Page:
Tuesday, May 18, 2010

Need Some Help With a Deed

I’m reaching out to my fellow genealogists for some help with deed language.  As you may know from previous blog posts, I’m fairly new to land records.  Most of my immediate ancestors were urban folk who rented homes in Chicago, so land records were not a priority for me.  But as I continue researching the line that’s been in the United States since colonial times, land records are essential to my research.

I’ve begun my land research in Michigan, where my ancestors initially purchased land, in Oakland County, from the government in the early 1820s.  Of the deeds I’ve pulled so far, they contain the standard “boilerplate” information about the transaction.  They are then signed by the grantor(s), with witnesses listed.  But it seems that the ones where the wife is also a grantor, there is additional language recorded by a Justice of the Peace.  This is what I am having a hard time figuring out, what exactly this language means.  Following is an example of the language in question, that follows the signatures of the deed:

Territory of Michigan}
Oakland County} ss:  Be it remembered that on this seventh day of March A.D. 1831 before the subscriber a Justice of the Peace in and for the county aforesaid Came Robert Parks and Polly his wife to me personally knowing to be the persons within described and who executed the within deed and severally acknowledges that they executed it for the uses and purposes therein mentioned—And the said Polly being by one examined seperate and apart from her husband acknowledges that she executed the within deed freely and voluntarily without any threats fear or compulsion of her said husband or any other person.

The portion in red is the part I don’t fully understand.  Why was it necessary to do this, and what exactly does it mean?  Any help would be greatly appreciated!



Thomas MacEntee said...

This has to do with Polly Parks status as a femme covert


From: http://legal-dictionary.thefreedictionary.com/acknowledgment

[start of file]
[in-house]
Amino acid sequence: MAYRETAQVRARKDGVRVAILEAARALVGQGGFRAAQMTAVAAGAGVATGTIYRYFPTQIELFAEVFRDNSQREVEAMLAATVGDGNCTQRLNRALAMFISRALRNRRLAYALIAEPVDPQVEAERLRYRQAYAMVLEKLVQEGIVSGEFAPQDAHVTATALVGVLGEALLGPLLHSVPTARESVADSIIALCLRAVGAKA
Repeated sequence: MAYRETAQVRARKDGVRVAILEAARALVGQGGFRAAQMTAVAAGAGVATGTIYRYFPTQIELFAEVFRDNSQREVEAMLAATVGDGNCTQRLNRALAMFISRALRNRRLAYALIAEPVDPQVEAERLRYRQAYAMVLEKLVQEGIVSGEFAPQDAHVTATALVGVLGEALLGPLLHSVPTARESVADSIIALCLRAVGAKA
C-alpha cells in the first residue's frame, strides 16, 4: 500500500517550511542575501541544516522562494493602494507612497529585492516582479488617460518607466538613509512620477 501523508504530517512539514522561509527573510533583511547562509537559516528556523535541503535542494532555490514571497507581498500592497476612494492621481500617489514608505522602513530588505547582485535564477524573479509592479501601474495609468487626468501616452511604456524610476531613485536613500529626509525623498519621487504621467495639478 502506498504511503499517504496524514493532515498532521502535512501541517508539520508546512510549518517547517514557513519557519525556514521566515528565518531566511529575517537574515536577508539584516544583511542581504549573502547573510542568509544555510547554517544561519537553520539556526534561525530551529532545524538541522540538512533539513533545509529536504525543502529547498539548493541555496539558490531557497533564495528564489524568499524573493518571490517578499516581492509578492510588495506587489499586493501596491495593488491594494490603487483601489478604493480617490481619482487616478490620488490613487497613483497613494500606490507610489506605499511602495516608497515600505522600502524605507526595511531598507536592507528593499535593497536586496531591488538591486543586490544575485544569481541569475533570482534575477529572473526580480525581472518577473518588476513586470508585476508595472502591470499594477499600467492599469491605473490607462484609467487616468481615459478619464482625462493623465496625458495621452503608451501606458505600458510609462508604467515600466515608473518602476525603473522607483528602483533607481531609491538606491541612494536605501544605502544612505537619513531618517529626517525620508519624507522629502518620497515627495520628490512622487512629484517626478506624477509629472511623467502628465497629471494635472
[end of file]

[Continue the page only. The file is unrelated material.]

30. Illinois. Before a judge or justice of the supreme or district courts of the United States, a commissioner authorized to take acknowledgments, a judge or justice of the supreme, superior or district court of any of the United States or territories, a justice of the peace, the clerk of a court of record, mayor of a city, or notary public; the last three shall give a certificate under their official seal.
31. The certificate must state that the party is known to the officer, or that his identity has been proved by a credible witness, naming him. When the acknowledgment is taken by a justice of the peace of the state, residing in the county where the lands lie, no other certificate is required than his own; when he resides in another county, there shall be a certificate of the clerk of the county commissioners court of the proper county, under seal, to his official capacity.
32. When the justice of the peace taking the acknowledgment resides out of the state, there shall be added to the deed a certificate of the proper clerk, that the person officiating is a justice of the peace.
33. The deed of a feme covert is acknowledged before the same officers. The certificate must state that she is known to the officer, or that her identity has been proved by a witness who must be named; that the officer informed her of the contents of the deed; that she was separately examined; that she acknowledged the execution and release to be made freely, voluntarily, and without the compulsion of her husband.
34. When the husband and wife reside in the state, and the latter is over eighteen years of age, she may convey her lands, with formalities substantially the same as those used in a release of dower; she acknowledges the instrument to be her act and deed, and that she does not wish to retract.
35. When she resides out of the state, if over eighteen, she may join her husband in any writing relating to lands in the state, in which case her acknowledgment is the same as if she were a feme sole. Ill. Rev. L. 135-8; 2 Hill Ab. 455, 6.

Julie Cahill Tarr said...

Thanks, Thomas!

Miriam said...

Yeah, what Thomas said. This was pretty standard "boilerplate" language, too. It has to do with the way things were in those days; women had few rights, one of which was to own a share in their husband's land. It was to protect her from having her share of their land sold without her permission.

Michael Hait said...

...or with her coerced permission.

GrannyPam said...

Wow, a huge explanation from Thomas. This wording is very standard, and I find it on every early Michigan deed under which our married male ancestors sold land. I have always thought of it as signing off of dower rights. It seems to give a clear title to the purchaser.

Julie Cahill Tarr said...

Pam, I wondered about dower rights as well, which is one of the reasons I asked. I'm glad to hear that similar verbiage is found in your MI deeds as well.

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